I don't disagree with Per's assessment that perhaps some of the Matlab tools for large datasets could be brought to bear, but they seemed to have a pretty steep learning curve to try to deal with the structure of the file at hand being mostly set up for regular tabular data it appeared.
Here you're fortunate that the model is written in Fortran and uses fixed-width records so that one can compute the exact byte position in the file very easily as the multiple of record length. The advantage with this approach is it really doesn't make any difference how long the files are; it appears fast enough to be no problem. This is a moderately new but very mid/low-range 8GB Win7 machine.
  4 Comments
dpb
dpb on 18 Apr 2018
OK, my bad...sorry for the rant if misplaced! :)
Unfortunately, I don't believe the Answers forum is sophisticated-enough to let more than one Answer be accepted; you can always try it and see. What I know that you can do if you were to choose to reward both is that Accept followed by an UnAccept does not take away award points...we don't really do things for the points per se of course, but for the satisfaction of helping and the fun of the challenge.
On the multi-atom case, use the second of the two functions and pass it a vector of the desired atom numbers--it is MUCHO faster than the one-element version in a loop; the latter option is, indeed, unworkable in traversing the file N times.
The two attached files while of the same name aren't the same code; to reduce the confusion factor I'll remove the single-atom one since the multi-atom case reduces to that if only pass a single atom number.

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More Answers (2)

per isakson
per isakson on 14 Apr 2018
Edited: per isakson on 20 Apr 2018
First shot. I acknowledge that this might look cryptic, but it seems to work.
>> filespec ='h:\m\cssm\HISTORY_Trial.txt';
>> M = cssm( filespec, 'C', 1 )
M =
1.0e+03 *
0 -0.0156 -0.0262 -0.0144
2.0000 -0.0156 -0.0262 -0.0142
4.0000 -0.0155 -0.0263 -0.0143
6.0000 -0.0156 -0.0261 -0.0140
8.0000 -0.0157 -0.0262 -0.0142
and
>> M = cssm( filespec, 'O', 14 )
M =
1.0e+03 *
0 0.0054 0.0239 -0.0176
2.0000 0.0054 0.0238 -0.0177
4.0000 0.0052 0.0239 -0.0175
6.0000 0.0054 0.0237 -0.0176
8.0000 0.0055 0.0237 -0.0177
where
function M = cssm( filespec, kind, id )
str = fileread( filespec );
str = strrep( str, char([13,10]), char(10) );
fmt = '(?m)^timestep\\x20+(\\d+).+?^%s\\x20+%d\\x20[^\\n]+\\n([^\\n]+)\\n';
xpr = sprintf( fmt, kind, id );
cac = regexp( str, xpr, 'tokens' );
len = length( cac );
M = nan( len, 4 );
for jj = 1 : len
M( jj, 1 ) = sscanf( cac{jj}{1}, '%f' );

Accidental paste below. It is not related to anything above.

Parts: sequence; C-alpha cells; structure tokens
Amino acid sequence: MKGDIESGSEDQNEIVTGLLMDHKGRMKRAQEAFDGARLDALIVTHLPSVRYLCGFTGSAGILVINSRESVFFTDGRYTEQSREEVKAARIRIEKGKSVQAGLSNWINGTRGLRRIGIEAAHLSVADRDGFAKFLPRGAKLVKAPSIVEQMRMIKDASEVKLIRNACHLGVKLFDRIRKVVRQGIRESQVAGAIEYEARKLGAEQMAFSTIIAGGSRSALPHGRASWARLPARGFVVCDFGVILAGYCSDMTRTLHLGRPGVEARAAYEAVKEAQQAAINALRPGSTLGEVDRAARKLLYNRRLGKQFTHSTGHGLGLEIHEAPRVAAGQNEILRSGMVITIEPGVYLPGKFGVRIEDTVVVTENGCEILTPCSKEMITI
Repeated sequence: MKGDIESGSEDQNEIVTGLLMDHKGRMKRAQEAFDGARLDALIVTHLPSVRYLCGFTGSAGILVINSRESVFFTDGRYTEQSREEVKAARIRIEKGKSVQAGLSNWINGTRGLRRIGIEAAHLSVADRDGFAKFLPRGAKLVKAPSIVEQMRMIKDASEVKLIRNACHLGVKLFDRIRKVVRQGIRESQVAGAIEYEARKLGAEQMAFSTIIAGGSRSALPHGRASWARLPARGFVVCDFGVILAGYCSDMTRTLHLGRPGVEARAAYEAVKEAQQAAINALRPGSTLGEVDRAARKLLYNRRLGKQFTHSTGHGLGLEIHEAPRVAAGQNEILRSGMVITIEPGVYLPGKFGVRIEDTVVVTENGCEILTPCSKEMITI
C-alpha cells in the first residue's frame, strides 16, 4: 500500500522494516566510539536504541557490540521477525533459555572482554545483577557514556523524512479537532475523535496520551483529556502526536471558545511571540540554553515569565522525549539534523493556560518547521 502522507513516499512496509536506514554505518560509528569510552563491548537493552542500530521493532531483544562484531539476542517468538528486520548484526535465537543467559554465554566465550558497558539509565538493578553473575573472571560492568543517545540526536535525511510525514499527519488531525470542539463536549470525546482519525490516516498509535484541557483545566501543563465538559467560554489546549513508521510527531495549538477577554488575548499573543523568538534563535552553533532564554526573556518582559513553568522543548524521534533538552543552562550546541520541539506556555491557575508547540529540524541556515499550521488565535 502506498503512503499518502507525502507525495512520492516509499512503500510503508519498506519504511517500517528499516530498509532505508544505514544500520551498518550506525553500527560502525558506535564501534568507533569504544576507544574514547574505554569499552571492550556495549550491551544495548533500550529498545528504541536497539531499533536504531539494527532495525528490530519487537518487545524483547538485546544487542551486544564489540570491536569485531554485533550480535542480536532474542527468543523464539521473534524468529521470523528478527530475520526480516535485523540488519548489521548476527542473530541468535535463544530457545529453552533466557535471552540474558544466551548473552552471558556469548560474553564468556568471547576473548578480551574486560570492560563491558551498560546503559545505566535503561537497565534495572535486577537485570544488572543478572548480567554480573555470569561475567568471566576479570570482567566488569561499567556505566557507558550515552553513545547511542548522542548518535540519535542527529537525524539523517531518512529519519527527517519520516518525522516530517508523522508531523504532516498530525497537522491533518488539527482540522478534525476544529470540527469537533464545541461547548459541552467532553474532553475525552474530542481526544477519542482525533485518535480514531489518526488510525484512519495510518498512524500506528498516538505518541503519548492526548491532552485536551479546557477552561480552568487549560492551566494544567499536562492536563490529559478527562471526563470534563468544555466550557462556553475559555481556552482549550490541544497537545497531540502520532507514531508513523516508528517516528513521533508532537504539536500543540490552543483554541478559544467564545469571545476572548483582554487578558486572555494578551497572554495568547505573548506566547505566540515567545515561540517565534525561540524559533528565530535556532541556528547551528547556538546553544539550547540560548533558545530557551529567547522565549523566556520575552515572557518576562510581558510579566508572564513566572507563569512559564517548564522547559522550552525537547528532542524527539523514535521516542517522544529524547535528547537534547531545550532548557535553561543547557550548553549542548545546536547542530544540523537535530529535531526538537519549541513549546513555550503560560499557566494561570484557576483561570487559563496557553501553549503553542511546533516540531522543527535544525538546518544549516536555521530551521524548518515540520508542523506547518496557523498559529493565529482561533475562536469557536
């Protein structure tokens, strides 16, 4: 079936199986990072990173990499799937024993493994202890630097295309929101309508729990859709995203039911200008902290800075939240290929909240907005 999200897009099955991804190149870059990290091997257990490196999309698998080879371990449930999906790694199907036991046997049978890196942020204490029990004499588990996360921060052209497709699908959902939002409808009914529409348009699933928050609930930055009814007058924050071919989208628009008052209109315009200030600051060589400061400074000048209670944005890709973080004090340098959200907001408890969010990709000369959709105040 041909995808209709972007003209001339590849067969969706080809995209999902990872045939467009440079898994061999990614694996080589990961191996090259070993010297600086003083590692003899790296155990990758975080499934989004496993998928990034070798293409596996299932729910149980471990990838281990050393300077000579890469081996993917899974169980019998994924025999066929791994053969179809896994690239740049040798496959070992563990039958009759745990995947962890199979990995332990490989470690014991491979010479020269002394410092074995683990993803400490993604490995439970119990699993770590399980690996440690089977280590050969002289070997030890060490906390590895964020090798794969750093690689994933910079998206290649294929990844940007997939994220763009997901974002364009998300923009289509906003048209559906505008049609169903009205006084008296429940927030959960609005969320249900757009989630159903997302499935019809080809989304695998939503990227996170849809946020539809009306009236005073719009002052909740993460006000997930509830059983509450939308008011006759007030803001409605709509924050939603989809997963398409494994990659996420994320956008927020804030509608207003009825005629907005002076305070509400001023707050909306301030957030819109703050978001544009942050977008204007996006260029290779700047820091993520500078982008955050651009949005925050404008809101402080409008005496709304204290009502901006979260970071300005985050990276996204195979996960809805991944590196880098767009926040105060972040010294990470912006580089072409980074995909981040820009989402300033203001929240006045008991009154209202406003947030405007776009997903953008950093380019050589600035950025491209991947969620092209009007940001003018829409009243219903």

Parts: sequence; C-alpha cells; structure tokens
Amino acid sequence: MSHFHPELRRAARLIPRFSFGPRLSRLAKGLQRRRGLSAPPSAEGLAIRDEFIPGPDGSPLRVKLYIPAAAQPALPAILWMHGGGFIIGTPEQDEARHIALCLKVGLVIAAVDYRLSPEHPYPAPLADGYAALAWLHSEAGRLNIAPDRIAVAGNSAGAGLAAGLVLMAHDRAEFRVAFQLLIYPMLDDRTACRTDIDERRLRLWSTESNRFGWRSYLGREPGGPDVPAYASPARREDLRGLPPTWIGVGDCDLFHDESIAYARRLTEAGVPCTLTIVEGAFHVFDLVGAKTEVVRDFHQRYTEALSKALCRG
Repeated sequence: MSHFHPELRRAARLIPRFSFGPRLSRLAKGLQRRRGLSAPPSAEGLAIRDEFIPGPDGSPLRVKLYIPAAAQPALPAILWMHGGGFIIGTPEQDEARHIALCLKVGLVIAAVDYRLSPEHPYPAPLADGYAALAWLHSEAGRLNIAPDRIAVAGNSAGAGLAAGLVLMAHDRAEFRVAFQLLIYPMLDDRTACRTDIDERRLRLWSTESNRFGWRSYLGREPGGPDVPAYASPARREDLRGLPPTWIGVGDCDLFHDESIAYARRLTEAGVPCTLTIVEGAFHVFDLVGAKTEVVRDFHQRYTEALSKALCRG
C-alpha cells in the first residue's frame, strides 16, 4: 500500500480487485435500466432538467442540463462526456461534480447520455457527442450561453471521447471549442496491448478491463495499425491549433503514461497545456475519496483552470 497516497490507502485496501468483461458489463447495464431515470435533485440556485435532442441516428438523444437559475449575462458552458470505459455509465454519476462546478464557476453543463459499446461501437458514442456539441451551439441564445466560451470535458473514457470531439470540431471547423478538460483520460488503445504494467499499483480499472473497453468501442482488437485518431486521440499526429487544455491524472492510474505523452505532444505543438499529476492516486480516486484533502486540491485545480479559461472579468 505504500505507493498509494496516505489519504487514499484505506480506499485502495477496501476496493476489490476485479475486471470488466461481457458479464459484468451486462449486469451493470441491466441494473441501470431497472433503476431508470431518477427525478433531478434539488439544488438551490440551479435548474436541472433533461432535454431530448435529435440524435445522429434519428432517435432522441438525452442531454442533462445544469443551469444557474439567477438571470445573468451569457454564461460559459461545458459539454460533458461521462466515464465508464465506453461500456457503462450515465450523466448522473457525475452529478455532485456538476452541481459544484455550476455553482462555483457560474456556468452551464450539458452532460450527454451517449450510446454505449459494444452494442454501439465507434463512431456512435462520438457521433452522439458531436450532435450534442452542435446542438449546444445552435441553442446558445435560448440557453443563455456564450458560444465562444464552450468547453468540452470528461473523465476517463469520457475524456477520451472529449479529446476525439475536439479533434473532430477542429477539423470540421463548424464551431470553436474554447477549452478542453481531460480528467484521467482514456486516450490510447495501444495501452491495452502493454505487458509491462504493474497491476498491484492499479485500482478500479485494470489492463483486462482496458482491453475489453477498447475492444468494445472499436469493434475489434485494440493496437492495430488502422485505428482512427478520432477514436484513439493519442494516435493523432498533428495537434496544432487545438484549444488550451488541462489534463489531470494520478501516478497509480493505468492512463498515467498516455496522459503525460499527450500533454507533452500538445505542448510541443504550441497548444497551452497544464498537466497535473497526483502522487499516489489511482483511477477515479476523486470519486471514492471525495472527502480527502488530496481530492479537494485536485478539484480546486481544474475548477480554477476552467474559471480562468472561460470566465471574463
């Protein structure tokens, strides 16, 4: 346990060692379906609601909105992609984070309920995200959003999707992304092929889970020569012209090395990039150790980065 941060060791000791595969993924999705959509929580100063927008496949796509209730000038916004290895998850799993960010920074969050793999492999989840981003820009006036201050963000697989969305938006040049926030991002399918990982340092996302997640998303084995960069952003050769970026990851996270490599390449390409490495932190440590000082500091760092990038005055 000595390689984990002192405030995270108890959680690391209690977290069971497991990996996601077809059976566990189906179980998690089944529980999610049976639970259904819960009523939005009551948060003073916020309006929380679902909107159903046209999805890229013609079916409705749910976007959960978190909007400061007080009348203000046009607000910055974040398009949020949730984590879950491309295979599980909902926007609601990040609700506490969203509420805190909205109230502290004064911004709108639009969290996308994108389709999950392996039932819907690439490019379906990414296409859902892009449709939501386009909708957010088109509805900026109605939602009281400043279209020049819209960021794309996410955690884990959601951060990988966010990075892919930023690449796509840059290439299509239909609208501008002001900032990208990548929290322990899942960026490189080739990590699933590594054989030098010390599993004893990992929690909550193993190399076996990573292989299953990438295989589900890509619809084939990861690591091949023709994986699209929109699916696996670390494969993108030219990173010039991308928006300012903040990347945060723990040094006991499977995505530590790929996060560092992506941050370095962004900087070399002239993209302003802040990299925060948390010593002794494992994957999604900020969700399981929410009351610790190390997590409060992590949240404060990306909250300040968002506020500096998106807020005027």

M( jj, 2:4 ) = sscanf( cac{jj}{2}, '%f%f%f' );
end
end
I really don't know whether this will work with your large files. However, I'm often surprised by how fast regular expressions are and thus I think it's worth a try.
.
Profiling of cssm
I created a 30MB text file by adding copies of HISTORY_Trial.txt. (I failed to download from your google drive.) Then I run
>> profile on
>> M = cssm( filespec, 'O', 14 );
>> profile viewer
.
I use R2016a/Win7 on an old vanilla desktop.
Total elapse time is <0.9s, more than half of which is used by fileread. (The file was already in system cache.)
.
2018-14-19: Release candidate, RC1
Now I have developed a function that works with the 3.6GB test file. I use a similar approach as in First shot. The main difference is that this functions reads and parses chunks of frames. I gave up on Matlabs Big Data tools.
In short the steps are
  1. Locate the positions of all frames in the file. A frame starts with "t" in the string, "timestep", and ends with the last character before the following string, "timestep". The result is stored in the persistent variable, ix_frame_start, and used in subsequent calls with the same text file.
  2. Calculate the positions of a series of chunks of frames. The result is stored in ix_frame_chunk_start and ix_frame_chunk_end. This calculation is cheep.
  3. Loop over all chunks of frames
  4. Read one chunk with fseek and fread. This is about three times faster than using memmapfile.
  5. Loop over the list of atoms, which was given in the call.
  6. Extract the values of "timestamp" and "X,Y,Z" with regexp.
  7. Return the result in a struct array.
Comments
Compared to the function, readHist by dpb this function
  • is two order of magnitude slower to read position data for one atom
  • is more robust to variations in the text file
I don't see any potential to dramatically improve the speed of this function.